He is 48-year-old Mr. Fred Ruck, former licensee of the "Golden Eagle," Sittingbourne. His old pub is still awaiting new tenants.

That means that he and his wife, Nell, are currently trying to run two pubs at the same time.

Before taking over the "Golden Eagle," Mr. Ruck had a newsagent's and tobacconist's business, and before that was a docker for 20 years. He was born in East London.

Mr. Ruck, a sporting fan, was delighted to learn of the "Naval Reserves" men's and ladles’ football sides. "I shall definitely give them every support," he said. "And I think I shall become a Whitstable Town supporter as so many of their players come in the Naval.”

At his Sitingbourne pub, the main interests were darts and pool and the pub team were the runners-up for the Kent area in the recent national pub pool finals.

He was very impressed with the atmosphere of the "Naval Reserve" when he first visited it. "It's a good pub and I was naturally keen to become licensee," he said. "It seems to be one of the most popular pubs in the town.


Whitstable Times and Herne Bay Herald, Thursday 14 November 1985.

Drunken Pub Man In Court.

A Whitstable landlord, who was arrested for being drunk and disorderly, was thoroughly ashamed of his behaviour, magistrates were told on Wednesday.

Frederick Ruck (55) of the "Royal Navy Reserve" public house in the High Street, admitted being drunk and disorderly and was fined 20 with 10 costs by Canterbury Magistrates.

Inspector Alan Hughes said that on 2:35 a.m. on 21 October, police saw Ruck shouting outside the pub. He said Ruck appeared to be having a domestic argument of some sort and went back inside, but he later came out again and continued shouting.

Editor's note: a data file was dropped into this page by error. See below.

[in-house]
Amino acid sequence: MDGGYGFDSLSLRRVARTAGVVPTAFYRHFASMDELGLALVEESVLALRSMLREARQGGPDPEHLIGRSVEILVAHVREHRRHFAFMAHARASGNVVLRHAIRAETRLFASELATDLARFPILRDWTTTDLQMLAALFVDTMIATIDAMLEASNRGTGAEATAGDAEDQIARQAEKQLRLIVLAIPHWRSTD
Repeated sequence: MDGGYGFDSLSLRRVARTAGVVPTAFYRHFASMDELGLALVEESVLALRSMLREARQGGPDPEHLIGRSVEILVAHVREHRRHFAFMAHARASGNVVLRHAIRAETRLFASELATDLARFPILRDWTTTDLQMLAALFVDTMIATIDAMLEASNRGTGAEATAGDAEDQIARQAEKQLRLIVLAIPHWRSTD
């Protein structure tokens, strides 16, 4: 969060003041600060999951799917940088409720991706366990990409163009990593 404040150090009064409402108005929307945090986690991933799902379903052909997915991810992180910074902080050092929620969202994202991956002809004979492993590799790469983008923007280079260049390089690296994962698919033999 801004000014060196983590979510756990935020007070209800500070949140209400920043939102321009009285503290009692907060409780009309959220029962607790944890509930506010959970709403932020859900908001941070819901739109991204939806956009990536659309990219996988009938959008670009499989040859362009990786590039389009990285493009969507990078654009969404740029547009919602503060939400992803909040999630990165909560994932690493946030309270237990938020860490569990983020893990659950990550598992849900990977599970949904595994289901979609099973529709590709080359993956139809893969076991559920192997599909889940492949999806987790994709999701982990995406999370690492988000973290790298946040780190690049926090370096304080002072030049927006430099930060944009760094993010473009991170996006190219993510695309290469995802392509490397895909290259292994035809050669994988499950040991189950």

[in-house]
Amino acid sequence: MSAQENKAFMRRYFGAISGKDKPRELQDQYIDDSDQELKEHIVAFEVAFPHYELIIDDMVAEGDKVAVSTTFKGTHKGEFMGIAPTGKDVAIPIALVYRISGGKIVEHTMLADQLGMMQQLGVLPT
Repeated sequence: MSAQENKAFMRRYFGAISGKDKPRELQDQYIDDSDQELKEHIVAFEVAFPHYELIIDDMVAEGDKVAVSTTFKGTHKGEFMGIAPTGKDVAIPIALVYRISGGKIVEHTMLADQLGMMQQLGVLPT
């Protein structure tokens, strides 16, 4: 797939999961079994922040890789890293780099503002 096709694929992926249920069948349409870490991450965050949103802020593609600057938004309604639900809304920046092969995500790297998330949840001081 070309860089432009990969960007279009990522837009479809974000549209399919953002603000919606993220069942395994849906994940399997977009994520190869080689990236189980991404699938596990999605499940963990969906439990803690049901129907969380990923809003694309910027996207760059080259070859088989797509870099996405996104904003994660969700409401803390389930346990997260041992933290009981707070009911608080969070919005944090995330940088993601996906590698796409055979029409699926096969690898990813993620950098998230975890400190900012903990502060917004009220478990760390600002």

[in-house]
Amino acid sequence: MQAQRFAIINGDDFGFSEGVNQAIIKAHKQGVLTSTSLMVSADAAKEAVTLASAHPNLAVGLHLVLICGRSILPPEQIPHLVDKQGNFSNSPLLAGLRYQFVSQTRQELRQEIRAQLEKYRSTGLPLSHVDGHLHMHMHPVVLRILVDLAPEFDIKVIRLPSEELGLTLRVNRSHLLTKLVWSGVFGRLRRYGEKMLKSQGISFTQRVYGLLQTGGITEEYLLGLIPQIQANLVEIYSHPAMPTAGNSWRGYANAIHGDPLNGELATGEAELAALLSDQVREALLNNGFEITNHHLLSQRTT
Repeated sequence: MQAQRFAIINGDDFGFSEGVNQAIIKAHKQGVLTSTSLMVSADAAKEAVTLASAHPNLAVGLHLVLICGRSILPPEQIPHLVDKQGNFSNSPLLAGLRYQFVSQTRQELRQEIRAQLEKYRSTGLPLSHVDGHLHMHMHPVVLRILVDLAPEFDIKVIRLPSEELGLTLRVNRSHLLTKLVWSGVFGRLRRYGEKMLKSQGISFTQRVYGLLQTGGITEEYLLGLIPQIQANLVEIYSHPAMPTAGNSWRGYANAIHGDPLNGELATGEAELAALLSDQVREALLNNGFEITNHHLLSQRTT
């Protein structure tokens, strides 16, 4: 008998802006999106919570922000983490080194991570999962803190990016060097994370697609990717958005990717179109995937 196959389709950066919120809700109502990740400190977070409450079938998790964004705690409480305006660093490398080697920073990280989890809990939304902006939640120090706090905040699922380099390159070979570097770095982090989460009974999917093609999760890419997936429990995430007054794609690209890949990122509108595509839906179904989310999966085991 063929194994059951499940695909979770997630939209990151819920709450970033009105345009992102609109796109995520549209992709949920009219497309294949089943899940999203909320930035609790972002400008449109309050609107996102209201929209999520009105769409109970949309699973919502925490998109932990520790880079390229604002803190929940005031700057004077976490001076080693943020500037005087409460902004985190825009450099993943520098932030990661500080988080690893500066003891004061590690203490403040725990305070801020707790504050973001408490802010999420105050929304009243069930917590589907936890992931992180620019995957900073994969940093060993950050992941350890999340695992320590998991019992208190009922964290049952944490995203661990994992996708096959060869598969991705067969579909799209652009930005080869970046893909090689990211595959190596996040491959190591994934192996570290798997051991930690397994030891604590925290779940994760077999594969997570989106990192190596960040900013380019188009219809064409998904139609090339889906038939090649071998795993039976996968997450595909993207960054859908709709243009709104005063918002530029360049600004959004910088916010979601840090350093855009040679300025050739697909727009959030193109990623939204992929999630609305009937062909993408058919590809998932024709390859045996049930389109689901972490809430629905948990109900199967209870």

From the By Dan Wright, 14 September 2015.

Naked drink-driver Martin Clark, from Ramsgate, almost hit cyclist in Whitstable High Street.

A drink-driver spotted naked at the wheel of his BMW almost knocked down a cyclist as he fled a busy high street.

Martin Clark was more than double the legal limit and wearing no clothes when he pulled into the path of the rider in Whitstable.

Just seconds before, police had been called after the 44-year-old was seen outside the Royal Naval Reserve pub.

Prosecutor Anna Kachingwe told Margate Magistrates’ Court on Friday how Clark’s naked exploits were caught on CCTV at 2.30pm on May 29.

She said: “The footage clearly showed the male drive this vehicle in a busy road – the whole incident is captured and shows the defendant sitting in his car with no clothes on.”

In a victim impact statement read out in court, a woman who spotted Clark said: “I walked up to the vehicle and realised he was intoxicated.

“From my view across the street, his behaviour was erratic and not normal.

“I was shocked by his behaviour as the High Street was very busy.

“The male was totally oblivious to what was going on around him. By this stage my daughter had rung the police twice.

“We both waited for the police while we saw the male push his seat back and drive across the road.

“He didn’t indicate and narrowly missed a male cyclist who had swerved on to the pavement.”

Clark, who works in Sheerness and represented himself, was only stopped when a member of the public took the keys from his ignition.

He was breathalysed and had 89 micrograms of alcohol in 100ml of his breath. The legal limit is 35.

Representing himself, Clark told magistrates: “I feel very sorry for those people who witnessed what happened that day.

“I don’t know why – I feel I had a breakdown at that time.

“It’s something which I will not be repeating in any shape or form.”

Clark, of Whitehall Road, Ramsgate, pleaded guilty to outraging public decency and drink-driving.

He was given a year-long community order, including 120 hours unpaid work, and banned from driving for 18 months.


From the By Lydia Chantler-Hicks, 20 January 2019.